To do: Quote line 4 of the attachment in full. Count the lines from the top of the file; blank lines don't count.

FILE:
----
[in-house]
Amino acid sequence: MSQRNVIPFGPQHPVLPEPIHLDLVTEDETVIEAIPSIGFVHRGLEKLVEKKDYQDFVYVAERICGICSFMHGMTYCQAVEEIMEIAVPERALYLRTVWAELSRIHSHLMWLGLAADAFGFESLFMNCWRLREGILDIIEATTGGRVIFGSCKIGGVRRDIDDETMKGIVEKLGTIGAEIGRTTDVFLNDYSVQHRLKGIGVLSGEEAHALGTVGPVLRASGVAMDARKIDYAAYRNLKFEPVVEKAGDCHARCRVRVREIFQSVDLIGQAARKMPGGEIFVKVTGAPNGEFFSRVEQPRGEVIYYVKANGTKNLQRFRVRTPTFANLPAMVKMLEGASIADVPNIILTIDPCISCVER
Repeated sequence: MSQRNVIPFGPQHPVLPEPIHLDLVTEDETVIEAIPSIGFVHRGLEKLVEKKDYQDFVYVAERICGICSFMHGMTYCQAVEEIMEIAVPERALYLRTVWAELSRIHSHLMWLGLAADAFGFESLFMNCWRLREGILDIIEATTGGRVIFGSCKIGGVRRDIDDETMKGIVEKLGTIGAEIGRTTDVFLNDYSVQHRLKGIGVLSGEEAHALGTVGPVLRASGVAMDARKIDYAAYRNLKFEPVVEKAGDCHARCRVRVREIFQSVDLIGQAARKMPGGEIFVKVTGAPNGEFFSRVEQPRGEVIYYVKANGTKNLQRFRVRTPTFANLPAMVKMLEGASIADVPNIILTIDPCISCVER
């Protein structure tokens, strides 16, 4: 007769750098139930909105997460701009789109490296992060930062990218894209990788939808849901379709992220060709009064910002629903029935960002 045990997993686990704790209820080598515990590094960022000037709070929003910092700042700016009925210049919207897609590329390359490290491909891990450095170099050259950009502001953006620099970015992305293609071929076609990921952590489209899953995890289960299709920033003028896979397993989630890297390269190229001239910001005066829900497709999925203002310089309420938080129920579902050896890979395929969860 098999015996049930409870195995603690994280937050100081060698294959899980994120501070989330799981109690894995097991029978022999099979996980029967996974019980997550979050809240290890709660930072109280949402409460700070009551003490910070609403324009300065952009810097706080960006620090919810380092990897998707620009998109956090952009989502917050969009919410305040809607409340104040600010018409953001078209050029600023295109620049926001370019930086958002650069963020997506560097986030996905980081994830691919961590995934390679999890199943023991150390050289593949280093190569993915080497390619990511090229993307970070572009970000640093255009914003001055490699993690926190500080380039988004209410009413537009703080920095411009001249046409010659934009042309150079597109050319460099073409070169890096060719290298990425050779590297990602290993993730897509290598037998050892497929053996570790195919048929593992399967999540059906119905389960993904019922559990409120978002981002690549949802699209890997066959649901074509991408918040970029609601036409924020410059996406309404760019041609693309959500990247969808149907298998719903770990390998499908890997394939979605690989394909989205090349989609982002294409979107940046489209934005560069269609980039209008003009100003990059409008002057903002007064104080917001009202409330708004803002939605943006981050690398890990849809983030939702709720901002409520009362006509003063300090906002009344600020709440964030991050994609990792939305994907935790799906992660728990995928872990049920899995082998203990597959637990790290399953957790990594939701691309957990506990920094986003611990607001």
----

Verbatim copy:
């Protein structure tokens, strides 16, 4: 007769750098139930909105997460701009789109490296992060930062990218894209990788939808849901379709992220060709009064910002629903029935960002 045990997993686990704790209820080598515990590094960022000037709070929003910092700042700016009925210049919207897609590329390359490290491909891990450095170099050259950009502001953006620099970015992305293609071929076609990921952590489209899953995890289960299709920033003028896979397993989630890297390269190229001239910001005066829900497709999925203002310089309420938080129920579902050896890979395929969860 098999015996049930409870195995603690994280937050100081060698294959899980994120501070989330799981109690894995097991029978022999099979996980029967996974019980997550979050809240290890709660930072109280949402409460700070009551003490910070609403324009300065952009810097706080960006620090919810380092990897998707620009998109956090952009989502917050969009919410305040809607409340104040600010018409953001078209050029600023295109620049926001370019930086958002650069963020997506560097986030996905980081994830691919961590995934390679999890199943023991150390050289593949280093190569993915080497390619990511090229993307970070572009970000640093255009914003001055490699993690926190500080380039988004209410009413537009703080920095411009001249046409010659934009042309150079597109050319460099073409070169890096060719290298990425050779590297990602290993993730897509290598037998050892497929053996570790195919048929593992399967999540059906119905389960993904019922559990409120978002981002690549949802699209890997066959649901074509991408918040970029609601036409924020410059996406309404760019041609693309959500990247969808149907298998719903770990390998499908890997394939979605690989394909989205090349989609982002294409979107940046489209934005560069269609980039209008003009100003990059409008002057903002007064104080917001009202409330708004803002939605943006981050690398890990849809983030939702709720901002409520009362006509003063300090906002009344600020709440964030991050994609990792939305994907935790799906992660728990995928872990049920899995082998203990597959637990790290399953957790990594939701691309957990506990920094986003611990607001």